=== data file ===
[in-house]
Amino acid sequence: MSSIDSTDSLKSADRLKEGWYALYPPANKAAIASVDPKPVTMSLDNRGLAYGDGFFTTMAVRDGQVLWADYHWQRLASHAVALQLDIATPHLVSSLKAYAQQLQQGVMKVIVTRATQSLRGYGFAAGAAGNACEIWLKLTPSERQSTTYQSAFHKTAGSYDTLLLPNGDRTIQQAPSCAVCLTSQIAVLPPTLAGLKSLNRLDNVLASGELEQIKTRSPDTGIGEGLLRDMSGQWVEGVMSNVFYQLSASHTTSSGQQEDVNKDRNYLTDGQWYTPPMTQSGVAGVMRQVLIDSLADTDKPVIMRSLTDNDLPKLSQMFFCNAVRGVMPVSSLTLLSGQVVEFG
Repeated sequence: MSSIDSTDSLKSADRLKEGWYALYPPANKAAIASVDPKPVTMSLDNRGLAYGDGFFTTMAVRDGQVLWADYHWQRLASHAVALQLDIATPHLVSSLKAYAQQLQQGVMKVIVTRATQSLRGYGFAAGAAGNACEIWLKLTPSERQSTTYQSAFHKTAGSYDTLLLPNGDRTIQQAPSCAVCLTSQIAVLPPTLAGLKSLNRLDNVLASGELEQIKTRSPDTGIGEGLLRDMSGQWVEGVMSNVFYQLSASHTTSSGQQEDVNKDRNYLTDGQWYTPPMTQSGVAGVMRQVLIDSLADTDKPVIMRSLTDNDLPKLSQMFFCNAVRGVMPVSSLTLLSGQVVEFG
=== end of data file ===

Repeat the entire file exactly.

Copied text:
[in-house]
Amino acid sequence: MSSIDSTDSLKSADRLKEGWYALYPPANKAAIASVDPKPVTMSLDNRGLAYGDGFFTTMAVRDGQVLWADYHWQRLASHAVALQLDIATPHLVSSLKAYAQQLQQGVMKVIVTRATQSLRGYGFAAGAAGNACEIWLKLTPSERQSTTYQSAFHKTAGSYDTLLLPNGDRTIQQAPSCAVCLTSQIAVLPPTLAGLKSLNRLDNVLASGELEQIKTRSPDTGIGEGLLRDMSGQWVEGVMSNVFYQLSASHTTSSGQQEDVNKDRNYLTDGQWYTPPMTQSGVAGVMRQVLIDSLADTDKPVIMRSLTDNDLPKLSQMFFCNAVRGVMPVSSLTLLSGQVVEFG
Repeated sequence: MSSIDSTDSLKSADRLKEGWYALYPPANKAAIASVDPKPVTMSLDNRGLAYGDGFFTTMAVRDGQVLWADYHWQRLASHAVALQLDIATPHLVSSLKAYAQQLQQGVMKVIVTRATQSLRGYGFAAGAAGNACEIWLKLTPSERQSTTYQSAFHKTAGSYDTLLLPNGDRTIQQAPSCAVCLTSQIAVLPPTLAGLKSLNRLDNVLASGELEQIKTRSPDTGIGEGLLRDMSGQWVEGVMSNVFYQLSASHTTSSGQQEDVNKDRNYLTDGQWYTPPMTQSGVAGVMRQVLIDSLADTDKPVIMRSLTDNDLPKLSQMFFCNAVRGVMPVSSLTLLSGQVVEFG